Martin Lewis has effectively become one of the few in the public eye people seem to trust and rely on. But even he can’t hide his frustration sometimes. This boiled over on Tuesday 8 November, as he gave an emotional diatribe on one aspect of the cost of living crisis: warm spaces.
Lewis: not holding back
As Lewis angrily said:
I hate the fact I’m doing this. But I’m doing it anyway. If you are really struggling, and you know someone who is really struggling, we in Britain this winter… [pause] have warm spaces.
Lewis was talking about warm “hubs” or “banks“. This supposedly new phenomenon is not really new. Ask plenty of poor people and they’ll tell you libraries or charity shops were always a go-to in winter. Warm spaces have a fairly obvious idea behind them. If people cannot afford to heat their homes, they can go to a warm space to stop themselves being cold. As the organisation Warm Spaces wrote on its website:
Every space can offer something different. Some may offer free food; pay-it-forward schemes, advice, somewhere to charge your phone or maybe just somewhere to be comfortable & warm with no judgement.
Warm spaces everywhere
Warm Spaces’ interactive map shows people where spaces are – and there’s already a lot:
Anyone can use them. And as Lewis explained, it’s important that everyone knows about them, because:
libraries or local councils are saying everyone is welcome to spend time and stay warm. There’s a website, warmwelcome.uk, where you can find one near you. If you know perhaps elderly relatives or people who live near you who can’t turn their heating on and they’re worried, why not find where your nearest warm space is for them?
However, Lewis was also right to point out that:
We shouldn’t be doing [this]. But it’s important people know, and the nice bit is I’m glad there are people out there who care enough to set these things up.
The reason for the sudden appearance of official warm spaces is the cost of living crisis. However, dangerously cold homes in the UK are hardly new – and they’re an issue of ethnicity and class. This is because it’s often the poorest and Black and brown people who are hardest hit.
A perfect storm of negligence
Poor social housing association properties and council houses are major culprits of poor people not being able to afford their heating bills. For example, 4% of social homes have damp – versus 2% of owner-occupied ones. This is probably an underestimate, as a recent survey found that five million social housing tenants had lived in a damp property at some point. Damp is often caused by poor heating systems or poor ventilation.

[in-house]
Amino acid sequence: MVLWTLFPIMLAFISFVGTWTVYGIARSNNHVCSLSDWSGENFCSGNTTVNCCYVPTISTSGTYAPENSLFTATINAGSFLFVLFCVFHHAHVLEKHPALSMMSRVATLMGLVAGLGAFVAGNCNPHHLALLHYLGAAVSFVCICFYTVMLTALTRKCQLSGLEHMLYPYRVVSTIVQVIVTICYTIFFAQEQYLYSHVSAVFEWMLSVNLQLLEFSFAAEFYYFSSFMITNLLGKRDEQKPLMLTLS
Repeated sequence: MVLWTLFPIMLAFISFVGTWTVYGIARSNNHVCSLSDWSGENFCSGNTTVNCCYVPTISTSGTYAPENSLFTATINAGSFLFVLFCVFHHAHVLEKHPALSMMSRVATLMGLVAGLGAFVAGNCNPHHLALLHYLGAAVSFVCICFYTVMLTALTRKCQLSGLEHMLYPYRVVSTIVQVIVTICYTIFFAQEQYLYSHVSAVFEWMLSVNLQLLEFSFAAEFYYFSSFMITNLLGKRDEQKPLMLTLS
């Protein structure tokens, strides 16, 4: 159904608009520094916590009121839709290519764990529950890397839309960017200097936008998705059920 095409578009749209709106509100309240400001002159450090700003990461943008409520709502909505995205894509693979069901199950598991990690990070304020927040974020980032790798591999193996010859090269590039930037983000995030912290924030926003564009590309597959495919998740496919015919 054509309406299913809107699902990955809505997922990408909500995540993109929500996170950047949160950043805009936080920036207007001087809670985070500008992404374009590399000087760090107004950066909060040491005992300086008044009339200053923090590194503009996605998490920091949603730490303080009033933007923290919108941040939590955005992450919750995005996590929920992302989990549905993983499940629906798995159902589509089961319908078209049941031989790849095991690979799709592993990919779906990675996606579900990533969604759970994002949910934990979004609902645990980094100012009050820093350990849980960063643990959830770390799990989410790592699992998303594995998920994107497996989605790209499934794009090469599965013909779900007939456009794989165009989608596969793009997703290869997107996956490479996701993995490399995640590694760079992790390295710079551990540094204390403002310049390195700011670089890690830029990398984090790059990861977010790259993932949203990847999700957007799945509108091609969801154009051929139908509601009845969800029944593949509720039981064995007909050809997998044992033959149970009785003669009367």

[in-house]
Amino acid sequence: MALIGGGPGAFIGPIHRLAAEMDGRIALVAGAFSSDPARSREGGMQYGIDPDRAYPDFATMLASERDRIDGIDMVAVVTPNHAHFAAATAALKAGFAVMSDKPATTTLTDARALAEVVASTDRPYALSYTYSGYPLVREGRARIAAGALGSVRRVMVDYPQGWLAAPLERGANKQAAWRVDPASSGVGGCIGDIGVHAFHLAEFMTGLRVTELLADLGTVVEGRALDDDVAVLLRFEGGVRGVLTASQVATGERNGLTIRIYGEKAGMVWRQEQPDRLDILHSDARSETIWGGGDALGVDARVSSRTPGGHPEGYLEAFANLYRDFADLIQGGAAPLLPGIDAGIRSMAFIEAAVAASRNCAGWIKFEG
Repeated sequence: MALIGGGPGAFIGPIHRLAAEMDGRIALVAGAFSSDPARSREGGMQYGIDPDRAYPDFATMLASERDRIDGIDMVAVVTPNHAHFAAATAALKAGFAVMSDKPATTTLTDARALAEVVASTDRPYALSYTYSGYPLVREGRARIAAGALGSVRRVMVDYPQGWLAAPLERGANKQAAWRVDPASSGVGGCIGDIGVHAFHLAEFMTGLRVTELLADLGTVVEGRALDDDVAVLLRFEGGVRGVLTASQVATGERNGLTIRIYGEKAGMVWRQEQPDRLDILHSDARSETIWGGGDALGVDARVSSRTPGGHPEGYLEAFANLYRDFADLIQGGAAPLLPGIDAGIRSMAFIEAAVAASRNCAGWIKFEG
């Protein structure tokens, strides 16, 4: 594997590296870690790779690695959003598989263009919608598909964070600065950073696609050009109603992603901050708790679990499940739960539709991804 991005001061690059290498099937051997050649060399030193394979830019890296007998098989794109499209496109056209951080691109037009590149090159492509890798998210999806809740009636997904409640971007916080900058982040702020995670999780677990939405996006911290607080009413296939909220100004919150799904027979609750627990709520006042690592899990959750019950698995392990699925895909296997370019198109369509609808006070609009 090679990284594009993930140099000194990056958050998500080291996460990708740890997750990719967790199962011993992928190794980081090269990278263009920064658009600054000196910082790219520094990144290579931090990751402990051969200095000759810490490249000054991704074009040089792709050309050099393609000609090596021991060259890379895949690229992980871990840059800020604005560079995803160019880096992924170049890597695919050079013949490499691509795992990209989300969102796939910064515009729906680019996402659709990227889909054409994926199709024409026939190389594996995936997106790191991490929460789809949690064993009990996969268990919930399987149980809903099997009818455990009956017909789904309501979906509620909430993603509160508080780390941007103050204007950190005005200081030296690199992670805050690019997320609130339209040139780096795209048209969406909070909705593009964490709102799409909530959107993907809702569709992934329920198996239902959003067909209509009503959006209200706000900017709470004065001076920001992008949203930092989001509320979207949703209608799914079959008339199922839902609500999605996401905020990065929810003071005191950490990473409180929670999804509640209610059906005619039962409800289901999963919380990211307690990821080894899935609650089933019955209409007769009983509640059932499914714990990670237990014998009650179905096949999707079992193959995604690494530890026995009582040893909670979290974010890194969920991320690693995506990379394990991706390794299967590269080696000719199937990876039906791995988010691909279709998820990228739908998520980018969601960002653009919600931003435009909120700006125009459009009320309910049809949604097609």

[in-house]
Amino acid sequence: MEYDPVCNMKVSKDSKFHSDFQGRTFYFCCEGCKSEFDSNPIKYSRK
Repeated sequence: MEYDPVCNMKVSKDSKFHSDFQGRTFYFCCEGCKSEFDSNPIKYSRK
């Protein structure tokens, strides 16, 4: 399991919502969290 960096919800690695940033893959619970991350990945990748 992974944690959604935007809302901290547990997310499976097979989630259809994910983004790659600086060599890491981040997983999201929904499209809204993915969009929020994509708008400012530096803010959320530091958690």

In all types of housing, the damp figure rises to 13% for some dual heritage households, and 10% for some Black and Bangladeshi ones. It is likely that much of this percentage is, again, social housing – given these ethnic groups make up some of the largest proportions of residents. Recently, a coroner said two-year-old Awaab Ishak died because of the mould in his house – which the council hadn’t bothered to deal with.
Cold homes: killing people
Meanwhile, 31% of residents’ heating and hot water problems were due to social housing associations not doing their jobs properly. On top of this, social housing landlords are notoriously bad at insulating their housing stock. 44% of social housing falls below the standards needed by 2030. Social housing landlords’ dire track records on insulation is costing residents over £500 a year in increased bills, on average. Couple this with the government’s real-terms social security cuts – amounting to £13,000 a year for some people – and the situation is dire.
Around 12,000 people die every year in the UK due to cold homes. However, this was in years without the huge energy price increases and sky-rocketing inflation we’ve seen this year. So the death toll from cold homes is likely to be even higher. This is why Lewis got so angry – and why he urged people to spread the word. Lewis is working with CILIP, and has created a guide for setting up warm spaces:
— Martin Lewis (@MartinSLewis) November 8, 2022
Lewis: picking up the pieces of systemic failures
So, it’s down to the poorest people to heed every human-heating tip Lewis gives us. This is where you heat your body, not your home:
— Martin Lewis (@MartinSLewis) November 8, 2022
Meanwhile, social housing landlords allow people to live in dangerously low-quality, cold homes while the government cuts their benefits. Little wonder that Lewis is angry. The creation of official warm banks would have been completely avoidable, if there was the will from the government and social housing landlords. Sadly, there isn’t. So Lewis is once again left picking up the pieces.
Meanwhile, as communities, we must stick together and support each other.
Featured image via ITV Hub – screengrab
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